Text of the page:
2000th blog post! Frank Quitely at Glasgow’s Plan B Books! Talks about We3 Deluxe Edition! All-Star Superman! DC 52! The Greens! Not getting drunk in Argentina!

I started the blog back in October 2007, and almost four years later here I am with the 2000th post. Since it’s a landmark, for me anyway, I figured why not mark the occasion with something a bit special?

So here’s a transcript of a talk that superstar artist Frank Quitely gave in his home city of Glasgow on July 2, 2011, at Plan B Books, the finest purveyor pf graphic novels in Scotland. I know I’m a few months late in posting this. I’d love to say it’s because of my windswept and interesting life but I just never got round to it.

It was a lovely afternoon, Frank was incredibly gracious with his time and pretty entertaining as he did a Q&A followed by a signing. Plan B were taking orders for the We3 Deluxe Edition, and Frank went back and signed everyone’s copies when it was released. If you missed out, Plan B are doing a similar thing when the Flex Mentallo hardcover finally comes out next year, so check their website and put an order in if you want a signed copy.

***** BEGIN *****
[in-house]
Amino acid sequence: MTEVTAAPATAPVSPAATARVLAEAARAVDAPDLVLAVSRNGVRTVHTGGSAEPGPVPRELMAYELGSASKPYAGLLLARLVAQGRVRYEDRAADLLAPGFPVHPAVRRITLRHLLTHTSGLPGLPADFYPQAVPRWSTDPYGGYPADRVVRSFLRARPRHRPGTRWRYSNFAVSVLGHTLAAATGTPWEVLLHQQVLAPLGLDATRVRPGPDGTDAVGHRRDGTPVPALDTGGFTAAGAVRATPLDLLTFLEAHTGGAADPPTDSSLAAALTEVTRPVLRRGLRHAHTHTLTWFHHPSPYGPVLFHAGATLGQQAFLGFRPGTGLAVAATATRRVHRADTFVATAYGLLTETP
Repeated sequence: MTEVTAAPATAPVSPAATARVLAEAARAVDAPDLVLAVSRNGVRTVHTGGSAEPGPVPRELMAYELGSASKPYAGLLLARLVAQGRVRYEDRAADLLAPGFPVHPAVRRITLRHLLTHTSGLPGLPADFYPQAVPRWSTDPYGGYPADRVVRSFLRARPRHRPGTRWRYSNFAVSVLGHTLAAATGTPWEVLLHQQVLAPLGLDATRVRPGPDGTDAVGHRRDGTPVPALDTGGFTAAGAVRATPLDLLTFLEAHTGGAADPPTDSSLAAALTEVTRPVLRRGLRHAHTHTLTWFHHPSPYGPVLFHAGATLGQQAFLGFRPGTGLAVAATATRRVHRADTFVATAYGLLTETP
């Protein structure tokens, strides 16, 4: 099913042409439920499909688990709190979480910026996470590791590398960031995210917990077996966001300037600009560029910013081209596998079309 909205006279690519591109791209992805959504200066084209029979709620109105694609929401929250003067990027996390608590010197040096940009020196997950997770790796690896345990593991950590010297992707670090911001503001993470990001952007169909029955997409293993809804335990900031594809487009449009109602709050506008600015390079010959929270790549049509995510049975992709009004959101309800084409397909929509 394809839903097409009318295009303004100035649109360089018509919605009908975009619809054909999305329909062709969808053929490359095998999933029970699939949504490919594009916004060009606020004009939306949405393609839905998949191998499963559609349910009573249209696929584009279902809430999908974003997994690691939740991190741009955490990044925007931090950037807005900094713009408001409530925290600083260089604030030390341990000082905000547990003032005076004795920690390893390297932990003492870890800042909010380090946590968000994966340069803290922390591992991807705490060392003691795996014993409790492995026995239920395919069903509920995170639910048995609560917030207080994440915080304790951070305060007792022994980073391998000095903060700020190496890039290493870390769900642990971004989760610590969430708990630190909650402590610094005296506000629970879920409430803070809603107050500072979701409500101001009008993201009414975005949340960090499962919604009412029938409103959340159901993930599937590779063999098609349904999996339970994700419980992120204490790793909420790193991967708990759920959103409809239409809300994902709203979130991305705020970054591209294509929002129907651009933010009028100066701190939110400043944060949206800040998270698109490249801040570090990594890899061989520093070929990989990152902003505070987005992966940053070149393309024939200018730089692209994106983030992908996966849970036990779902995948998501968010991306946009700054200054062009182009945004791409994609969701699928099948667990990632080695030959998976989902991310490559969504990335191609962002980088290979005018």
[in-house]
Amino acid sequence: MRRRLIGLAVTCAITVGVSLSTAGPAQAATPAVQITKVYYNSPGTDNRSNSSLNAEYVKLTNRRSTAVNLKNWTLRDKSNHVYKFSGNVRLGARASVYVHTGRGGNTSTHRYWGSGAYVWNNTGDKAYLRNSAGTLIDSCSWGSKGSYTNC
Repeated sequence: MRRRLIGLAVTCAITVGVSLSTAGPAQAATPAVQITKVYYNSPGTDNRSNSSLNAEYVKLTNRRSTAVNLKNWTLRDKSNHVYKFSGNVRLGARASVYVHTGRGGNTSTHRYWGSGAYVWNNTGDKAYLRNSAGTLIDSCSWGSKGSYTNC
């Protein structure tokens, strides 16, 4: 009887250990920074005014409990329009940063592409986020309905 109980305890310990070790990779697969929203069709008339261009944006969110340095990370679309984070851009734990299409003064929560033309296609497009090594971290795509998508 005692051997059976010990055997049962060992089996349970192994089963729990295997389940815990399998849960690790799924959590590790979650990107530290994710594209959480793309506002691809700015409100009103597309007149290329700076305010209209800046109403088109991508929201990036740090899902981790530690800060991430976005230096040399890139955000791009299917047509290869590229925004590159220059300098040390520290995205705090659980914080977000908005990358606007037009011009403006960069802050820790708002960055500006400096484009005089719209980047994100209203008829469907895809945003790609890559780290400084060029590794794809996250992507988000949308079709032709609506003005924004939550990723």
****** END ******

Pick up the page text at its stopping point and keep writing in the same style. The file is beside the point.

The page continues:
So, I won’t gibber on too much throughout the transcript, just give a few pointers on what questions were being asked. Sorry the pictures I took are so rotten.

And before I forget, many thanks to everyone who drops by the blog.

The first question was about how Frank started in the industry…

“Because I was going to comic marts and comic conventions I would hire a table and sell the comics at it. People just kept saying to me that I should send off submissions of my work. So, because I wasn’t a writer, I made up a four-page fight and chase sequence of Batman. I actually only sent off four pages because the rest weren’t finished, which was an incredibly stupid thing to do when you think about it.